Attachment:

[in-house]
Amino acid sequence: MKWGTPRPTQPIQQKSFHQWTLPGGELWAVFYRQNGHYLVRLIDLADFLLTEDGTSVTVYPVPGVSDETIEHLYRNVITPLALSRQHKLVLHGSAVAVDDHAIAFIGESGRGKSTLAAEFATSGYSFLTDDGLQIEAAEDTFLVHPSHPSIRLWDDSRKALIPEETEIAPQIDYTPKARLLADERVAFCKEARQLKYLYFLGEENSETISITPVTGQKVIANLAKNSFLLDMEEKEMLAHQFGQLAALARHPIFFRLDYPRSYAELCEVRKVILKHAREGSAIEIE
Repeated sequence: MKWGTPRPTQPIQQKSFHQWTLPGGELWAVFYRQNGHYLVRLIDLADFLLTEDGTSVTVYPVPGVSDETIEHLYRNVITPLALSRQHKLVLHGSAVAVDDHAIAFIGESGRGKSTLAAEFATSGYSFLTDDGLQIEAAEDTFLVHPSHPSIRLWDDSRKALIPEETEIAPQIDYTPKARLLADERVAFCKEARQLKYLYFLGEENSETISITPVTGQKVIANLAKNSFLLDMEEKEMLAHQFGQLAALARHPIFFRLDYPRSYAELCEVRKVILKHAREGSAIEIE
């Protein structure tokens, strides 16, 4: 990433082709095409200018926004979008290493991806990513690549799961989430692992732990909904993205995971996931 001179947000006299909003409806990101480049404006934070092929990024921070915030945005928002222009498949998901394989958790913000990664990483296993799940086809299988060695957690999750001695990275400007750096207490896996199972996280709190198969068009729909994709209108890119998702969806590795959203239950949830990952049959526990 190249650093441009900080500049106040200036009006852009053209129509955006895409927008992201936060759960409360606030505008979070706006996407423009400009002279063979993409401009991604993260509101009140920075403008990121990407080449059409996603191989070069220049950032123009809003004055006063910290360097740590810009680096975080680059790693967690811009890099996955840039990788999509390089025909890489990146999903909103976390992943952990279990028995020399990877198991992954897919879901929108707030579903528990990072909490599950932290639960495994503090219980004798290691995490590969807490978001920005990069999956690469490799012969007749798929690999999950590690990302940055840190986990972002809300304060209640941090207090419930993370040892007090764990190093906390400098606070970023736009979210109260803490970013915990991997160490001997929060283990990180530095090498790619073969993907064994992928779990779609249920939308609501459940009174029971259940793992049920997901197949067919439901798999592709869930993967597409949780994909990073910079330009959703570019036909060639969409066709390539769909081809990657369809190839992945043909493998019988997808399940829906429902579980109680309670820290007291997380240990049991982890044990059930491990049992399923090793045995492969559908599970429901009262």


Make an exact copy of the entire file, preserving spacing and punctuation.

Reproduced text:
[in-house]
Amino acid sequence: MKWGTPRPTQPIQQKSFHQWTLPGGELWAVFYRQNGHYLVRLIDLADFLLTEDGTSVTVYPVPGVSDETIEHLYRNVITPLALSRQHKLVLHGSAVAVDDHAIAFIGESGRGKSTLAAEFATSGYSFLTDDGLQIEAAEDTFLVHPSHPSIRLWDDSRKALIPEETEIAPQIDYTPKARLLADERVAFCKEARQLKYLYFLGEENSETISITPVTGQKVIANLAKNSFLLDMEEKEMLAHQFGQLAALARHPIFFRLDYPRSYAELCEVRKVILKHAREGSAIEIE
Repeated sequence: MKWGTPRPTQPIQQKSFHQWTLPGGELWAVFYRQNGHYLVRLIDLADFLLTEDGTSVTVYPVPGVSDETIEHLYRNVITPLALSRQHKLVLHGSAVAVDDHAIAFIGESGRGKSTLAAEFATSGYSFLTDDGLQIEAAEDTFLVHPSHPSIRLWDDSRKALIPEETEIAPQIDYTPKARLLADERVAFCKEARQLKYLYFLGEENSETISITPVTGQKVIANLAKNSFLLDMEEKEMLAHQFGQLAALARHPIFFRLDYPRSYAELCEVRKVILKHAREGSAIEIE
């Protein structure tokens, strides 16, 4: 990433082709095409200018926004979008290493991806990513690549799961989430692992732990909904993205995971996931 001179947000006299909003409806990101480049404006934070092929990024921070915030945005928002222009498949998901394989958790913000990664990483296993799940086809299988060695957690999750001695990275400007750096207490896996199972996280709190198969068009729909994709209108890119998702969806590795959203239950949830990952049959526990 190249650093441009900080500049106040200036009006852009053209129509955006895409927008992201936060759960409360606030505008979070706006996407423009400009002279063979993409401009991604993260509101009140920075403008990121990407080449059409996603191989070069220049950032123009809003004055006063910290360097740590810009680096975080680059790693967690811009890099996955840039990788999509390089025909890489990146999903909103976390992943952990279990028995020399990877198991992954897919879901929108707030579903528990990072909490599950932290639960495994503090219980004798290691995490590969807490978001920005990069999956690469490799012969007749798929690999999950590690990302940055840190986990972002809300304060209640941090207090419930993370040892007090764990190093906390400098606070970023736009979210109260803490970013915990991997160490001997929060283990990180530095090498790619073969993907064994992928779990779609249920939308609501459940009174029971259940793992049920997901197949067919439901798999592709869930993967597409949780994909990073910079330009959703570019036909060639969409066709390539769909081809990657369809190839992945043909493998019988997808399940829906429902579980109680309670820290007291997380240990049991982890044990059930491990049992399923090793045995492969559908599970429901009262």